SCOTS women will earn £250,000 less than men over the course of their working lives, it has been revealed.
The gender pay gap was revealed after a detailed analysis of the difference in hourly and weekly pay between men and women.
Across Scotland the average weekly full-time pay, excluding overtime, stands at £620.50 for men and £524.90 for women – a difference of 15%.
In the skilled trade professions there was a 26% difference in pay between the genders, whilst male managers and senior officials earned £971.50 a week to women’s £750.60 – a 23% pay gap.
The new analysis of Scotland’s gender pay imbalance comes from Close the Gap, a group which works with the government to address equal pay.
It comes as the prime minister continues with plans to require large companies to release data on the gender pay gap – to pressure them into eliminating it “within a generation.”
And last week research published by the Law Society of Scotland showed that women in the nation’s legal profession were being paid significantly less than their male counterparts.
Their data showed that the average salary for women in the profession was 42% lower that the earnings of men, with an average difference of £32,650 between male and female salaries every year.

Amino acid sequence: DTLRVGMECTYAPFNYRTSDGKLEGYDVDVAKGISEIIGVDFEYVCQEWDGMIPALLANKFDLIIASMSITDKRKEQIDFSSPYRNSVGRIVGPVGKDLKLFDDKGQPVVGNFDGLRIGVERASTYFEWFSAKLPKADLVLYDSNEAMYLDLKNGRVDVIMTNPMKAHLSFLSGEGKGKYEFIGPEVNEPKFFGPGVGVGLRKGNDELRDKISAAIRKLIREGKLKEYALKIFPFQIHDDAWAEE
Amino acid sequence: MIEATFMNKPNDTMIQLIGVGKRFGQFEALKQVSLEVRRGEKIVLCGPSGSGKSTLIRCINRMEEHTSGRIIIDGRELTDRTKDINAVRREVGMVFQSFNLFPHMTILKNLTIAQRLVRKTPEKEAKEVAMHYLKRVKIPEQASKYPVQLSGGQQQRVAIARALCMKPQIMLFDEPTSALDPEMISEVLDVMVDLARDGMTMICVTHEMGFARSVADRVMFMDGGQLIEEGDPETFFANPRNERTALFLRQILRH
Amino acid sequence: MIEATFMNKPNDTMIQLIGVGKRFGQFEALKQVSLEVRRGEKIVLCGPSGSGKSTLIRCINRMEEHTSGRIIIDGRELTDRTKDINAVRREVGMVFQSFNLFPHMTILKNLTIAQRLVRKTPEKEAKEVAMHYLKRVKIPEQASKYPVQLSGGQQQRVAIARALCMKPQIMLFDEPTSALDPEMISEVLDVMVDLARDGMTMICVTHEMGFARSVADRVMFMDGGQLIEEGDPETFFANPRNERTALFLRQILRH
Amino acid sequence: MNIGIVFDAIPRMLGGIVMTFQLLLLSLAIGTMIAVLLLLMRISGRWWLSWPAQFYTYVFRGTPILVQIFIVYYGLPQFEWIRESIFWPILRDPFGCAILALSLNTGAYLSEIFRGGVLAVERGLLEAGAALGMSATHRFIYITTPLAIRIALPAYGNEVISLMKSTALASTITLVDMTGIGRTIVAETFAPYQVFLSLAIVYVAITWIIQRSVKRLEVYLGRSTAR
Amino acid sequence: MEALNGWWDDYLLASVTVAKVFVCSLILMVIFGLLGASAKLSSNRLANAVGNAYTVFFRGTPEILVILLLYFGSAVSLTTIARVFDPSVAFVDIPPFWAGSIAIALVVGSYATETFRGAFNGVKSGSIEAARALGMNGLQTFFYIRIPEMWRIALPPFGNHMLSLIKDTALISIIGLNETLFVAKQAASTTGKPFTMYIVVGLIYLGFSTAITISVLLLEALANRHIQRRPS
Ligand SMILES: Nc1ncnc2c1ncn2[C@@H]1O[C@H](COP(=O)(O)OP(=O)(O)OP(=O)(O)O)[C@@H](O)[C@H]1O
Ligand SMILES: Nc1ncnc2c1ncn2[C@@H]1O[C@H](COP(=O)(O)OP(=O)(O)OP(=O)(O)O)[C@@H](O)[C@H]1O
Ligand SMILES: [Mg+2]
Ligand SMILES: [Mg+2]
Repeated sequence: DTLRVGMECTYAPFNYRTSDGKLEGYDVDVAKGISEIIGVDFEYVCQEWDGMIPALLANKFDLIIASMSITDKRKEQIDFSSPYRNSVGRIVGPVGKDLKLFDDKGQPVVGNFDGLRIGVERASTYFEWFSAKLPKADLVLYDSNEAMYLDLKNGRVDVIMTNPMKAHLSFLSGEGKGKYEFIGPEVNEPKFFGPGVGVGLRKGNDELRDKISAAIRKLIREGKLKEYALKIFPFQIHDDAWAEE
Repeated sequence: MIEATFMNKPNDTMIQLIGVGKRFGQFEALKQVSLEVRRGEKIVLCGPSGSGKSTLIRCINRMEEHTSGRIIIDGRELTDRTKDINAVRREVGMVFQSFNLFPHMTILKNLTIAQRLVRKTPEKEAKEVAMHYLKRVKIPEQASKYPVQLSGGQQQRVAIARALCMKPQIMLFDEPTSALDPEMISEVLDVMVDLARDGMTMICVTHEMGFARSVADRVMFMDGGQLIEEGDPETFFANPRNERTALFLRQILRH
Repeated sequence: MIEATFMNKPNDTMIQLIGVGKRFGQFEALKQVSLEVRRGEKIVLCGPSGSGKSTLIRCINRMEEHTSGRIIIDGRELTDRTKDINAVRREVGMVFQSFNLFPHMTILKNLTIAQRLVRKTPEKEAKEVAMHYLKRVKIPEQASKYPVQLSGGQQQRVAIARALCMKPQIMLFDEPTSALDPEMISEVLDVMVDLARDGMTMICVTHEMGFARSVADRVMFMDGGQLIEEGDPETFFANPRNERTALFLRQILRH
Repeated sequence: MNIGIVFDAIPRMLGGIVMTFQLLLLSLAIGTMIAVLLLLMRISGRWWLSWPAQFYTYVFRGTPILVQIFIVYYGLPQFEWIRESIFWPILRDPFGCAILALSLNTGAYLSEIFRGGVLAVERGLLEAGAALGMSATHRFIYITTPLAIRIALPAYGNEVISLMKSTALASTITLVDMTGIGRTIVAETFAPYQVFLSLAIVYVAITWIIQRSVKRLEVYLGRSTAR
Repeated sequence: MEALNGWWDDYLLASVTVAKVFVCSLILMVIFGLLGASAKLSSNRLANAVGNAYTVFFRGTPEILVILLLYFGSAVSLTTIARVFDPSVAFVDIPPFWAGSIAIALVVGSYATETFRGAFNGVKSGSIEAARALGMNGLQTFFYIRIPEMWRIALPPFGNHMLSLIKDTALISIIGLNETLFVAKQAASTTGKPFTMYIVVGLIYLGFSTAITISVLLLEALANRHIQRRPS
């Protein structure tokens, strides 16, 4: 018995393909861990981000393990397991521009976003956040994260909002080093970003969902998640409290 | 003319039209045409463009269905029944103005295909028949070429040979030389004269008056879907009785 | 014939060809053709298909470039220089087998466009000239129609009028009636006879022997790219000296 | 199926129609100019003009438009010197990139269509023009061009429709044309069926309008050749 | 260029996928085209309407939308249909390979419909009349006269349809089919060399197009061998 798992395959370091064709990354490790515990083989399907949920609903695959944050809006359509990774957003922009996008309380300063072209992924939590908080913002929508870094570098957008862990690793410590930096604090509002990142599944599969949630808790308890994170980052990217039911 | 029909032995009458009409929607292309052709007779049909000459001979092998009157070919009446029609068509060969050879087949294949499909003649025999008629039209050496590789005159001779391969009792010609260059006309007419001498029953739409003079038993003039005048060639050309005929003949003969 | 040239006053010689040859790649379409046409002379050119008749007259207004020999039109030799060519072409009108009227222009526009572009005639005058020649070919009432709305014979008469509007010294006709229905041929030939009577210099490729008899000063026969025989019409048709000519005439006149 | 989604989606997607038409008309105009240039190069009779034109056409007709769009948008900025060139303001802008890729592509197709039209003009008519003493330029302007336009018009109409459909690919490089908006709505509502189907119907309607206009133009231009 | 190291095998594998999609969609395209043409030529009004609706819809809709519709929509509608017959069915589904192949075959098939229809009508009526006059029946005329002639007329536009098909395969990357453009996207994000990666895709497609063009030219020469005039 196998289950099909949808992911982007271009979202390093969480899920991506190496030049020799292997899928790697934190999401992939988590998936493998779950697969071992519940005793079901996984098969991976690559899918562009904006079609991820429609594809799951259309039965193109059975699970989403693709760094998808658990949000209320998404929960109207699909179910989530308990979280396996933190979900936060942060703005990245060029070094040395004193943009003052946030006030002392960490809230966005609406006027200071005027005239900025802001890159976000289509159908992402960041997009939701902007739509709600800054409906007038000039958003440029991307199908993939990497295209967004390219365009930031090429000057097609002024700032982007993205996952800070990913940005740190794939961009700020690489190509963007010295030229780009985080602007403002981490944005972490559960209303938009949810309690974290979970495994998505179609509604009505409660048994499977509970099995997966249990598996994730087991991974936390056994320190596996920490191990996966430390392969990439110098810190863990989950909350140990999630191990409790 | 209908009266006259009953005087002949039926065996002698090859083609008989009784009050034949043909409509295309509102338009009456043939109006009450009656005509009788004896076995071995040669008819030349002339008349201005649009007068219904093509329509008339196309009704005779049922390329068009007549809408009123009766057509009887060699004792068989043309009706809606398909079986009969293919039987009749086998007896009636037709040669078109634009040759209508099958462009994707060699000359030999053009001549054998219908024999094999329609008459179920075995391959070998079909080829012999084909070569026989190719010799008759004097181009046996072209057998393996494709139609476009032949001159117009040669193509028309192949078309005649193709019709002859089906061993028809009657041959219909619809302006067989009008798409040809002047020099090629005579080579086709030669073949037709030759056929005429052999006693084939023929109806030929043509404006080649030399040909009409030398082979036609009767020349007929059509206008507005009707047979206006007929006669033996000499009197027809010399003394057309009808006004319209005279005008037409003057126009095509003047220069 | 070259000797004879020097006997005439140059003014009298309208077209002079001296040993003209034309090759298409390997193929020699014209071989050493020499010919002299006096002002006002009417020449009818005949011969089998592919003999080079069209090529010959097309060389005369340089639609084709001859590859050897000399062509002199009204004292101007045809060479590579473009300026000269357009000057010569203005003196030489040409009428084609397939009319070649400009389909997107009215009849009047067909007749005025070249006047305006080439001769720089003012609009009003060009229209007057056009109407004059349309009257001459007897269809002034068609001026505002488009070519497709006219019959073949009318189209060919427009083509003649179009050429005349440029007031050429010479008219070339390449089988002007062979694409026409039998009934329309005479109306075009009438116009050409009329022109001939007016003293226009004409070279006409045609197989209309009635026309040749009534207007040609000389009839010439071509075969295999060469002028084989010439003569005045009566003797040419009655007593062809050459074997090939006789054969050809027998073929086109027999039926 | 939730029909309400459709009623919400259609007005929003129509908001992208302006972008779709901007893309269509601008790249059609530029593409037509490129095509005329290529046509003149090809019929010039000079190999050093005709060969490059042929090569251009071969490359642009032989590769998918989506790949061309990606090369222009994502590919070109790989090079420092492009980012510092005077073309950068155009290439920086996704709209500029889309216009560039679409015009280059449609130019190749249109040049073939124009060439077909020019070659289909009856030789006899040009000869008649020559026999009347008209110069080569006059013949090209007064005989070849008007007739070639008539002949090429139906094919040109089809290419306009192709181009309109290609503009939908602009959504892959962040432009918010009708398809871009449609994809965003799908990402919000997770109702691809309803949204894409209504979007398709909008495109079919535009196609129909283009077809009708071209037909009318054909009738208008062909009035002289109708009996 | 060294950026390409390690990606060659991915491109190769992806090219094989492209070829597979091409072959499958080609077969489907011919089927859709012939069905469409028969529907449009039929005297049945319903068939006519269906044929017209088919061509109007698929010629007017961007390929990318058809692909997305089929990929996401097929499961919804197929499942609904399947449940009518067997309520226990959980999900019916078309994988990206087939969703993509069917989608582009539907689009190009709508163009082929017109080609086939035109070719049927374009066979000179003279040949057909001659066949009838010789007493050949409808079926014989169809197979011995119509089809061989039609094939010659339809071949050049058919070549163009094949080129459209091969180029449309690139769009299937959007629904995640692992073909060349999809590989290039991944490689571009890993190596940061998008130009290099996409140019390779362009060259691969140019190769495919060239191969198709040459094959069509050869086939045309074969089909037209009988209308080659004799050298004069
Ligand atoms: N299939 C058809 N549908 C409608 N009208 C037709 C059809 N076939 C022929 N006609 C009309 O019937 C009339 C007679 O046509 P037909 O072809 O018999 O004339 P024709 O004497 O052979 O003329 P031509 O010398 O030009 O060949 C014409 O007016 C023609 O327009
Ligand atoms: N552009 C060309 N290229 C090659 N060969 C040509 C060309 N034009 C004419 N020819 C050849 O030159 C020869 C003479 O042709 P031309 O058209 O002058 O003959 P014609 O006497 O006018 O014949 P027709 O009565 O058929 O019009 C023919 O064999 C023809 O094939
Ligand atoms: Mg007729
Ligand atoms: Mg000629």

The news added further weight to the warning made by think tank Fiscal Affairs Scotland, which recently claimed that the gender pay gap is far worse north of the border.
The Close the Gap report claims that a “motherhood penalty” may largely be to blame for the disparity in pay.
They say that women returning to the workplace after having children may find it more and more difficult to find positions which allow them to meet their parenting responsibilities.
For many, they say, the only option is part-time work, which is characterised by significantly lower pay.
Anna Ritchie Allan, project manager of Close the Gap, said: “It is not only women who have been affected by the pay gap: employers are also missing out on the abundance of female talent as huge numbers of qualified and experienced women are working in jobs below their skill level.
“Companies have to look at the ways in which their workplace culture impacts on male and female employees differently, and then charge their practices to ensure that women are not disadvantaged.
“Until that’s done it’s difficult to see how the pay gap will end in a generation.”